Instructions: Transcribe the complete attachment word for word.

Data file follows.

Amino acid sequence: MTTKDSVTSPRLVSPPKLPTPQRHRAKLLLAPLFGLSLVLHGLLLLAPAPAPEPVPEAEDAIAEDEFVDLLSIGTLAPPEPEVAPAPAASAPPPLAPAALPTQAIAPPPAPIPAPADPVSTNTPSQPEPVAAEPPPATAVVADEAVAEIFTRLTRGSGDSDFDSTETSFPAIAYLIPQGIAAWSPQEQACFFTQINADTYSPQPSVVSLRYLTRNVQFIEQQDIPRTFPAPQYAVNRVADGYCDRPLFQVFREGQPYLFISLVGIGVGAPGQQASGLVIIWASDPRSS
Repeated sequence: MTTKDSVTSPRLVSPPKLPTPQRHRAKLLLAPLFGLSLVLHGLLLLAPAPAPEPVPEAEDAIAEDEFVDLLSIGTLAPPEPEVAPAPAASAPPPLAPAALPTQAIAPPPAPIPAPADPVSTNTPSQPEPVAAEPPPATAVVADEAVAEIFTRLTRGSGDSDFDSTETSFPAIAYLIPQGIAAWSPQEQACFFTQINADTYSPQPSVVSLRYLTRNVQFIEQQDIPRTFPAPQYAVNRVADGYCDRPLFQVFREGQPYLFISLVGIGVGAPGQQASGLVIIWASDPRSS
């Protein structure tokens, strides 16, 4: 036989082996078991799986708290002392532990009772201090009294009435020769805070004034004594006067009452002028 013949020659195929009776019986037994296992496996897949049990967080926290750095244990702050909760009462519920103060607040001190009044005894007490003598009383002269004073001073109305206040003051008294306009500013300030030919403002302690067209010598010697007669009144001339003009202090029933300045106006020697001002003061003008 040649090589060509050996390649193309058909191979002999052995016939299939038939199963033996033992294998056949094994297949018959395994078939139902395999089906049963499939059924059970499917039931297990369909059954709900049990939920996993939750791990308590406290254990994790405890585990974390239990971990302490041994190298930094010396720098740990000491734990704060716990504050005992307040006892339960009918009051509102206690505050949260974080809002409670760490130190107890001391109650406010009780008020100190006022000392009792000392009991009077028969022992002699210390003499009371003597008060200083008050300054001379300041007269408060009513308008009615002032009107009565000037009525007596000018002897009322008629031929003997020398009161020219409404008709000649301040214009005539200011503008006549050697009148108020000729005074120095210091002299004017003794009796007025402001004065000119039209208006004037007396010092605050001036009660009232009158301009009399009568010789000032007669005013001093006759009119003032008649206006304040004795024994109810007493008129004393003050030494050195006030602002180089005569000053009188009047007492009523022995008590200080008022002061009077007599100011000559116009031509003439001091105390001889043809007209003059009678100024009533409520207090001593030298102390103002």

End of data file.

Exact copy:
Amino acid sequence: MTTKDSVTSPRLVSPPKLPTPQRHRAKLLLAPLFGLSLVLHGLLLLAPAPAPEPVPEAEDAIAEDEFVDLLSIGTLAPPEPEVAPAPAASAPPPLAPAALPTQAIAPPPAPIPAPADPVSTNTPSQPEPVAAEPPPATAVVADEAVAEIFTRLTRGSGDSDFDSTETSFPAIAYLIPQGIAAWSPQEQACFFTQINADTYSPQPSVVSLRYLTRNVQFIEQQDIPRTFPAPQYAVNRVADGYCDRPLFQVFREGQPYLFISLVGIGVGAPGQQASGLVIIWASDPRSS
Repeated sequence: MTTKDSVTSPRLVSPPKLPTPQRHRAKLLLAPLFGLSLVLHGLLLLAPAPAPEPVPEAEDAIAEDEFVDLLSIGTLAPPEPEVAPAPAASAPPPLAPAALPTQAIAPPPAPIPAPADPVSTNTPSQPEPVAAEPPPATAVVADEAVAEIFTRLTRGSGDSDFDSTETSFPAIAYLIPQGIAAWSPQEQACFFTQINADTYSPQPSVVSLRYLTRNVQFIEQQDIPRTFPAPQYAVNRVADGYCDRPLFQVFREGQPYLFISLVGIGVGAPGQQASGLVIIWASDPRSS
């Protein structure tokens, strides 16, 4: 036989082996078991799986708290002392532990009772201090009294009435020769805070004034004594006067009452002028 013949020659195929009776019986037994296992496996897949049990967080926290750095244990702050909760009462519920103060607040001190009044005894007490003598009383002269004073001073109305206040003051008294306009500013300030030919403002302690067209010598010697007669009144001339003009202090029933300045106006020697001002003061003008 040649090589060509050996390649193309058909191979002999052995016939299939038939199963033996033992294998056949094994297949018959395994078939139902395999089906049963499939059924059970499917039931297990369909059954709900049990939920996993939750791990308590406290254990994790405890585990974390239990971990302490041994190298930094010396720098740990000491734990704060716990504050005992307040006892339960009918009051509102206690505050949260974080809002409670760490130190107890001391109650406010009780008020100190006022000392009792000392009991009077028969022992002699210390003499009371003597008060200083008050300054001379300041007269408060009513308008009615002032009107009565000037009525007596000018002897009322008629031929003997020398009161020219409404008709000649301040214009005539200011503008006549050697009148108020000729005074120095210091002299004017003794009796007025402001004065000119039209208006004037007396010092605050001036009660009232009158301009009399009568010789000032007669005013001093006759009119003032008649206006304040004795024994109810007493008129004393003050030494050195006030602002180089005569000053009188009047007492009523022995008590200080008022002061009077007599100011000559116009031509003439001091105390001889043809007209003059009678100024009533409520207090001593030298102390103002």